‘The Third Saturday in October’ Films Review: A Failed Experiment In Nostalgia
The Third Saturday in October parts I and V are presented as relics lost to time that have only just been unearthed and released. Part V is meant to be watched first and Part I is meant to be watched second. With that in mind, I watched (and critiqued) the films in that order. I’ll break the reviews down by film in a bit but I’ll begin with some commentary on the franchise as a whole.
Both of The Third Saturday in October films are rather generic. Nothing about either installment sets them apart from the glut of throwback efforts that have similarly attempted to recreate a bygone era. For every successful throwback effort like Dude Bro Party Massacre III or Turbo Kid, there are several less successful offerings. And The Third Saturday in October films sadly fall squarely into the latter end of the spectrum.
The acting in both features is intentionally over-the-top. And while that can be effective under the right circumstances, this is not one of those cases. It’s clear that the ridiculous performances are deliberately hammed up. But that conceit adds nothing to the proceedings. The actors aren’t able to manufacture camp and sell the characters they are playing as having any redeeming qualities. So, the cheesy performances quickly become painful to watch. With each line of dialogue, they serve to remind the audience we are watching a really bad movie. And that repeatedly took me right out of the experience and made the films tedious to sit through.
I think the writer/director Jay Burleson may not have completely understood that even deliberately bad films should be good on some level. You can make your movie intentionally campy. But that works best when you do something well. You need a script with an interesting premise and characters that give us a reason to invest. If those prerequisites are present, there’s plenty of room to get silly. But if you deliberately write a derivative script that apes Halloween and The Town that Dreaded Sundown and then tell your actors to do their worst, there isn’t a lot left to keep the viewer engaged. At that point, you run the risk of losing your audience. And that is precisely where I found myself when watching both of these films.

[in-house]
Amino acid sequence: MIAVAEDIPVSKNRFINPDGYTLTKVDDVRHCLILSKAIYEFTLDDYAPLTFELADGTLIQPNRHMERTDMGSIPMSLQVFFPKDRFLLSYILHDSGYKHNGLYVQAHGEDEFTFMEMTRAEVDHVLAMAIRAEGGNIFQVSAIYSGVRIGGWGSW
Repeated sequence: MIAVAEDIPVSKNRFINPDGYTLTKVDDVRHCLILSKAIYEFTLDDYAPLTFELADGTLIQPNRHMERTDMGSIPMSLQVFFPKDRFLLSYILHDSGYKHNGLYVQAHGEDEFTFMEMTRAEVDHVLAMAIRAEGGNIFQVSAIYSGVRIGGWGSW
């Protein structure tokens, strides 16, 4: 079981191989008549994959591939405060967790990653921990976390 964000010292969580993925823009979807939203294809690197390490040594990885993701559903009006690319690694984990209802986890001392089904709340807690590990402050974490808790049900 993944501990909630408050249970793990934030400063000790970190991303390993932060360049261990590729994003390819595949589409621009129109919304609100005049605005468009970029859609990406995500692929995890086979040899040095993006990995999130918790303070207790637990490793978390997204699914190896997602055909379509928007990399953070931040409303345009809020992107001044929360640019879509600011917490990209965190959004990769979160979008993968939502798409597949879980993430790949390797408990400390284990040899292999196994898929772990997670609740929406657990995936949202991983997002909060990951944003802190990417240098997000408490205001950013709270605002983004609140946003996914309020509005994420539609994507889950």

Also irritating is the haphazard manner in which certain characters have no accent, in spite of the majority of the cast members speaking in a deep drawl. If that tendency were organic to the characters in question and was explained accordingly, that would be fine. But it isn’t. I realize this was likely a deliberate move to add to the film’s cheap look and feel. But it doesn’t add much. It reads as one of several components that don’t add anything to the collective whole.
The films inexplicably make use of terrible voiceover narration that does nothing to advance the narrative or even deliver much exposition. Voiceover can be an effective technique to get inside a character’s experience. But it’s used needlessly in these films and again only serves to remind us what clunkers both installments are.